Detalle Publicación


Personalized diagnostic approach and indirect quantification of extravasation in human anaphylaxis

Autores: Núñez-Borque, E.; Betancor, D.; Pastor-Vargas, C.; Fernández-Bravo, S.; Martín-Blázquez, A.; Casado-Navarro, N.; López-Domínguez, D.; Gómez-López, A.; Rodríguez del Río, P.; Tramon, P.; Beitia, J. M.; Moreno-Aguilar, C.; González-de-Olano, D.; Goikoetxea Lapresa, María José; Ibáñez-Sandín, M. D.; Laguna, J. J.; Cuesta-Herranz, J.; Esteban, V. (Autor de correspondencia)
Título de la revista: ALLERGY
ISSN: 0105-4538
Volumen: 78
Número: 1
Páginas: 202 - 213
Fecha de publicación: 2023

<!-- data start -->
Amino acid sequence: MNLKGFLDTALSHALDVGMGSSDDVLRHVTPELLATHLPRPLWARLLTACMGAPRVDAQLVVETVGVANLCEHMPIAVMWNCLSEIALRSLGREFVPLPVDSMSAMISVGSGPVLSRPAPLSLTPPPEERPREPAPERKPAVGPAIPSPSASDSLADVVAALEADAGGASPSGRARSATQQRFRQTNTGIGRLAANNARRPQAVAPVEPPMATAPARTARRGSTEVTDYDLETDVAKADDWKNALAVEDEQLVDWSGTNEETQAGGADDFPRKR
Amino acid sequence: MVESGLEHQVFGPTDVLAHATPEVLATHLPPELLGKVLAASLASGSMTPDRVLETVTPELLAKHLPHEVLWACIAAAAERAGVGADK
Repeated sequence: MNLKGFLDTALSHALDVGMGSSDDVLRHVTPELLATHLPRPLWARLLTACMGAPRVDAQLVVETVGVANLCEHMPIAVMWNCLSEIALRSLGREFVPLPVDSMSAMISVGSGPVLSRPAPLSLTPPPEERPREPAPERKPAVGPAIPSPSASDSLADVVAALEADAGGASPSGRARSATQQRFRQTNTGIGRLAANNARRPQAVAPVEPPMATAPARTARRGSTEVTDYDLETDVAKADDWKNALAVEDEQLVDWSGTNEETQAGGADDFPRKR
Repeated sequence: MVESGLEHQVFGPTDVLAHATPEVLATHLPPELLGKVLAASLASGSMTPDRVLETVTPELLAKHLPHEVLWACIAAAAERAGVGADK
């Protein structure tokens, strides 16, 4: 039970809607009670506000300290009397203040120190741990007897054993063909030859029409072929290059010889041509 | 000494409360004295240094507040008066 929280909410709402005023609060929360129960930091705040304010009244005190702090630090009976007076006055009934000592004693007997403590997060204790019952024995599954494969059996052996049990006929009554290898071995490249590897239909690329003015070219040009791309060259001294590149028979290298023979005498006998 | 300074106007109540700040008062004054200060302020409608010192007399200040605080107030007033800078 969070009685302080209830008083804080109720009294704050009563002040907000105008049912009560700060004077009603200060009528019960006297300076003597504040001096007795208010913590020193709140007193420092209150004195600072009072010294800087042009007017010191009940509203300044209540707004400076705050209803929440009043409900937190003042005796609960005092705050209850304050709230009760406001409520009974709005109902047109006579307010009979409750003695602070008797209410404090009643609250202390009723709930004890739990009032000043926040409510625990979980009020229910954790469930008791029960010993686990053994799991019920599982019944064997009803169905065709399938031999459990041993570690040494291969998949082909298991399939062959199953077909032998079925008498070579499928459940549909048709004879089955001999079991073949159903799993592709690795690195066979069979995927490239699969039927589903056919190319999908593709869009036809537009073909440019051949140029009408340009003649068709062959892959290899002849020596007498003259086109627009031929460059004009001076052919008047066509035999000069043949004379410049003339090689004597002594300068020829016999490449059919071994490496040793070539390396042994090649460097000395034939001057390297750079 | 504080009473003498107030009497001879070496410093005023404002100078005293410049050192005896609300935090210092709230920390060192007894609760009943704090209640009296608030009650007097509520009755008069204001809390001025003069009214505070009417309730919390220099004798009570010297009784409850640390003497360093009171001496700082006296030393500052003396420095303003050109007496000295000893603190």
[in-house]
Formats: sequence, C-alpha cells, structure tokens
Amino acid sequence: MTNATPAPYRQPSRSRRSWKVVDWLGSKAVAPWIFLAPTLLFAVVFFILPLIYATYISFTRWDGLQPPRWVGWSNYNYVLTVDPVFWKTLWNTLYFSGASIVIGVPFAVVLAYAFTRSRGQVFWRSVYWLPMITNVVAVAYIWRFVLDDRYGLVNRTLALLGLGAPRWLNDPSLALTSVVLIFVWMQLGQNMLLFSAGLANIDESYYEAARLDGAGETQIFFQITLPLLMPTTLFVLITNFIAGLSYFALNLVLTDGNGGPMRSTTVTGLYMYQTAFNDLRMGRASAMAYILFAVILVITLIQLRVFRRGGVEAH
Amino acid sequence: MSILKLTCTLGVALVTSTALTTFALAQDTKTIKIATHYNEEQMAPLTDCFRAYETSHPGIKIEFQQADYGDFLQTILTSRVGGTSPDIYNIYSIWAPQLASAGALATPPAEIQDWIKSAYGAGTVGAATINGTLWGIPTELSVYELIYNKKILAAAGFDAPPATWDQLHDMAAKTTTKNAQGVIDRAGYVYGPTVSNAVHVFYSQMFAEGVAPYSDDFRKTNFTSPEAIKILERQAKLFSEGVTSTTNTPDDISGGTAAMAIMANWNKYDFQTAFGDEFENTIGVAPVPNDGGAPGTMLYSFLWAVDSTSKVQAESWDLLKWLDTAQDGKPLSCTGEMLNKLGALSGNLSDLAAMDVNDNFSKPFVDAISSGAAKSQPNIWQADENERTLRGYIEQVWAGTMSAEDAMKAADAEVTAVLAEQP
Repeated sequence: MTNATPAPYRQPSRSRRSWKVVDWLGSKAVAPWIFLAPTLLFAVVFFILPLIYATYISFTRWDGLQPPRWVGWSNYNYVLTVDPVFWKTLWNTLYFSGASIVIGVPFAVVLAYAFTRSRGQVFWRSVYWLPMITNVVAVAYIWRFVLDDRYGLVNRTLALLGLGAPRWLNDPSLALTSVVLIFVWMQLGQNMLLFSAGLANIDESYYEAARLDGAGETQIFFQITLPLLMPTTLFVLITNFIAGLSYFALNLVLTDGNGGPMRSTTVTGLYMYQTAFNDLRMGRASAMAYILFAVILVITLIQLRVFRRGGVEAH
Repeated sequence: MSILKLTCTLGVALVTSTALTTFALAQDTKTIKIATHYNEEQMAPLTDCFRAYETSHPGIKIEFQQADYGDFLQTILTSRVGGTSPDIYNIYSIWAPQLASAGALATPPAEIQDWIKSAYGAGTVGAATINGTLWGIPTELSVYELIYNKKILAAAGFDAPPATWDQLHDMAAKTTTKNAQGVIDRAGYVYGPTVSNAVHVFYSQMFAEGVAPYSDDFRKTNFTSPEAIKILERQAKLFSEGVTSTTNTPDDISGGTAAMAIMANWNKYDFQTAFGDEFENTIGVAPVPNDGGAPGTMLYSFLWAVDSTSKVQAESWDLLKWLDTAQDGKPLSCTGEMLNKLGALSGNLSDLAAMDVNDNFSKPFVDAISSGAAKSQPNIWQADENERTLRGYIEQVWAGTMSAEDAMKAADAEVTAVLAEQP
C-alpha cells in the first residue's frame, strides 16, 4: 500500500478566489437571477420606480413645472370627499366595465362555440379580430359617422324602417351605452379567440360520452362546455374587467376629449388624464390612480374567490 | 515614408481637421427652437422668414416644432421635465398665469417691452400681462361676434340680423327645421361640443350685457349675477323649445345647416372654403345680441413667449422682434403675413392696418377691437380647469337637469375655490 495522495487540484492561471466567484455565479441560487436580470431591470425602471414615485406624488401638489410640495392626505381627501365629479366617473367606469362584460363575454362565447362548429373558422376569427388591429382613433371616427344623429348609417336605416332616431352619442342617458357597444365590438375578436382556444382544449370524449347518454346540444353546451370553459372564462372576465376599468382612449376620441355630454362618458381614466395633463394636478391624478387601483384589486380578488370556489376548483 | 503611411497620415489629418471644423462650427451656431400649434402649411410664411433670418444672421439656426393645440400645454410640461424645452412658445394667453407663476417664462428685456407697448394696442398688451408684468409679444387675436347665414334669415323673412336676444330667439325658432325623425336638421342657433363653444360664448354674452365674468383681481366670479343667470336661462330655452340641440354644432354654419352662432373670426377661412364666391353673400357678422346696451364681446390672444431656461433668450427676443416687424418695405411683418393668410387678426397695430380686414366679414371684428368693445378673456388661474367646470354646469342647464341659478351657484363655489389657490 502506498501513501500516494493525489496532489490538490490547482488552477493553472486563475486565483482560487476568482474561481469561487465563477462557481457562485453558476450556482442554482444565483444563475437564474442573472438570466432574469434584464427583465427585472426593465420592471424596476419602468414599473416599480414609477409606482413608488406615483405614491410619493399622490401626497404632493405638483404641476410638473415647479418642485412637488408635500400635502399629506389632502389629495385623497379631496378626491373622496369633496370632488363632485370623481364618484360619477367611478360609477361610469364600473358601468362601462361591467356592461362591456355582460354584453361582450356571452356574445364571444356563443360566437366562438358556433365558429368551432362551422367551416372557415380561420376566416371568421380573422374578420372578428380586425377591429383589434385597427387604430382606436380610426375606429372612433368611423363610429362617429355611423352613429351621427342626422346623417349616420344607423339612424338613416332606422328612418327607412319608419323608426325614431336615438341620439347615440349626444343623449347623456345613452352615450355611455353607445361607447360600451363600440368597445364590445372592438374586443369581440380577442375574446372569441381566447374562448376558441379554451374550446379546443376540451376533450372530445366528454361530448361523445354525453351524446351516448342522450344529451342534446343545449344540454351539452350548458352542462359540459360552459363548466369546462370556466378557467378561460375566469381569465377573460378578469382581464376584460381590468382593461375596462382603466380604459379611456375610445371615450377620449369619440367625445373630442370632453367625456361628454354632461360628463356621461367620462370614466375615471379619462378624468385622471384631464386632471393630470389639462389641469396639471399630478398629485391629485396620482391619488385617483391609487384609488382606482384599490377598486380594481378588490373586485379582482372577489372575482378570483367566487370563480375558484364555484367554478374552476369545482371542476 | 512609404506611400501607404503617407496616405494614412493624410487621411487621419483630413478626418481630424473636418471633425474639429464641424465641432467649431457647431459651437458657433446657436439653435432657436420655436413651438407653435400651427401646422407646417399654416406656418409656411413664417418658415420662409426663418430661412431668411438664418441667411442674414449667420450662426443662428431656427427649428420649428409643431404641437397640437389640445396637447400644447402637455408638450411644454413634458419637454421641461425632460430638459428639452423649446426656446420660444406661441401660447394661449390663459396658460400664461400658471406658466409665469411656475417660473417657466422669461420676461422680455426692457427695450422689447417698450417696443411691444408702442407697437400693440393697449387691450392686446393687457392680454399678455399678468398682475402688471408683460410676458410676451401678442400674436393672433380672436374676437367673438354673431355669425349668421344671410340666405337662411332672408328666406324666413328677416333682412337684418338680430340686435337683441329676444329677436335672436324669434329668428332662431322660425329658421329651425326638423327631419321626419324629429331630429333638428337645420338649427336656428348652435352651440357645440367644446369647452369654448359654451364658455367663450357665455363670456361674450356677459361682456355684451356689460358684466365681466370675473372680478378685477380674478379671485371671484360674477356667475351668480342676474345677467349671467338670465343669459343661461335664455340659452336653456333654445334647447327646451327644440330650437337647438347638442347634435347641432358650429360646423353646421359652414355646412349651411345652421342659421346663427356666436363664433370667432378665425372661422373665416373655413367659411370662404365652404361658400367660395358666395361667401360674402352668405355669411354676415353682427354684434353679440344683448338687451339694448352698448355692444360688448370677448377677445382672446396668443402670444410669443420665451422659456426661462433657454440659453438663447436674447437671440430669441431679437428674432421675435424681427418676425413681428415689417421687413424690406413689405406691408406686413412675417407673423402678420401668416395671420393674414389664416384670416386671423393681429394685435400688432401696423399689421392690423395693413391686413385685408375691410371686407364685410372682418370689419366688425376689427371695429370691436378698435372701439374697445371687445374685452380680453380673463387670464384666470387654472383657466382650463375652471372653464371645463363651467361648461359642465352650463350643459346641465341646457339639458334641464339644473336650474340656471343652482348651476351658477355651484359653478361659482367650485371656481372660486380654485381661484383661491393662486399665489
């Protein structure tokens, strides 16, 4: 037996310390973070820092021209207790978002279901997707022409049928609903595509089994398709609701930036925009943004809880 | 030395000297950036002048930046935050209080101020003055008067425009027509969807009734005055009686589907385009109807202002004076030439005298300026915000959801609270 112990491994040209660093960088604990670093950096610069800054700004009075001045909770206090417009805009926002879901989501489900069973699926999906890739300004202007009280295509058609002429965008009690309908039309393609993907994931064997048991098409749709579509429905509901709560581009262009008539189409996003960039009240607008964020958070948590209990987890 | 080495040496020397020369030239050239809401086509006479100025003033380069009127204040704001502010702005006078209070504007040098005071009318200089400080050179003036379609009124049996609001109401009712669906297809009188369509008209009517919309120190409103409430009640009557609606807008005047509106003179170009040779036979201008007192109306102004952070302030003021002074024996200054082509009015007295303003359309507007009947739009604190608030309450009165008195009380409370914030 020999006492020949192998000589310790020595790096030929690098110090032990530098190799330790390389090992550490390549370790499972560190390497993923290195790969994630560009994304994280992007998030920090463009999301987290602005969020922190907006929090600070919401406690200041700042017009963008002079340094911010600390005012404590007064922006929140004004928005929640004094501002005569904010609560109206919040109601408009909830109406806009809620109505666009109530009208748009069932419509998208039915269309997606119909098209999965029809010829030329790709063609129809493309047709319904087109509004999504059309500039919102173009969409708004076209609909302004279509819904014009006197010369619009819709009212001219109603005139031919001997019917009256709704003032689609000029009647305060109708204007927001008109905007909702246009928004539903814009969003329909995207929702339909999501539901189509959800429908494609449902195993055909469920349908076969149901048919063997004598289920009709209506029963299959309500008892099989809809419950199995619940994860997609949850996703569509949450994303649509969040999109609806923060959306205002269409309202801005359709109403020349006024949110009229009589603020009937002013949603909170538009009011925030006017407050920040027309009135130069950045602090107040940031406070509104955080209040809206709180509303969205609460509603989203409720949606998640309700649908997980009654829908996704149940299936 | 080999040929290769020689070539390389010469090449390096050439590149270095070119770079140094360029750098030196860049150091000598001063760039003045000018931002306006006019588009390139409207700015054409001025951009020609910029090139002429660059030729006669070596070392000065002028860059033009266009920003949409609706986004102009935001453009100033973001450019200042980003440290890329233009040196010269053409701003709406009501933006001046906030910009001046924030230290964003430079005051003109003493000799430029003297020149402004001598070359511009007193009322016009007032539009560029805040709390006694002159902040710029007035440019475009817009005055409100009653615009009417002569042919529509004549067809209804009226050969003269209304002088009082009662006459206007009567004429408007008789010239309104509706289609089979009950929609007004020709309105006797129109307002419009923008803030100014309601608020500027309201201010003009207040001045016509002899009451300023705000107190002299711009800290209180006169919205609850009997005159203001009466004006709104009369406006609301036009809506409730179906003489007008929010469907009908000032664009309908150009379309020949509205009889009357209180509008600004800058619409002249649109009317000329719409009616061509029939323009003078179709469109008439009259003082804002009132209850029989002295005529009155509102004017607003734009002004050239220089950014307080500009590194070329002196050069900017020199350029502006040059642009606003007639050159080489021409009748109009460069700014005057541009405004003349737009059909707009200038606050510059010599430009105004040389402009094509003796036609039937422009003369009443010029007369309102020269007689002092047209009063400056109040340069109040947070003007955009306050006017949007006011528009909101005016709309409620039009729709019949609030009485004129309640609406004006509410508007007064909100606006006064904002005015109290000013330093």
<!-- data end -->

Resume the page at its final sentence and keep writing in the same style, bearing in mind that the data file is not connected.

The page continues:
Background Anaphylaxis is the most acute and life-threatening manifestation of allergic disorders. Currently, there is a need to improve its medical management and increase the understanding of its molecular mechanisms. This study aimed to quantify the extravasation underlying human anaphylactic reactions and propose new theragnostic approaches. Methods Molecular determinations were performed in paired serum samples obtained during the acute phase and at baseline from patients presenting with hypersensitivity reactions. These were classified according to their severity as Grades 1, 2 and 3, the two latter being considered anaphylaxis. Tryptase levels were measured by ImmunoCAP, and serum protein concentration was quantified by Bradford assay. Human serum albumin (HSA) and haemoglobin beta subunit (HBB) levels were determined by Western blot and polyacrylamide gel electrophoresis, respectively. Results A total of 150 patients were included in the study. Of them, 112 had experienced anaphylaxis (83 and 29 with Grade 2 and 3 reactions, respectively). Tryptase diagnostic efficiency substantially improved when considering patients' baseline values (33%-54%) instead of the acute value threshold (21%). Serum protein concentration and HSA significantly decreased in anaphylaxis (p < .0001). HSA levels dropped with the severity of the reaction (6% and 15% for Grade 2 and 3 reactions, respectively). Furthermore, HBB levels increased during the acute phase of all hypersensitivity reactions (p < .0001). Conclusions For the first time, the extravasation underlying human anaphylaxis has been evaluated based on the severity of the reaction using HSA and protein concentration measurements. Additionally, our findings propose new diagnostic and potential therapeutic approaches for this pathological event.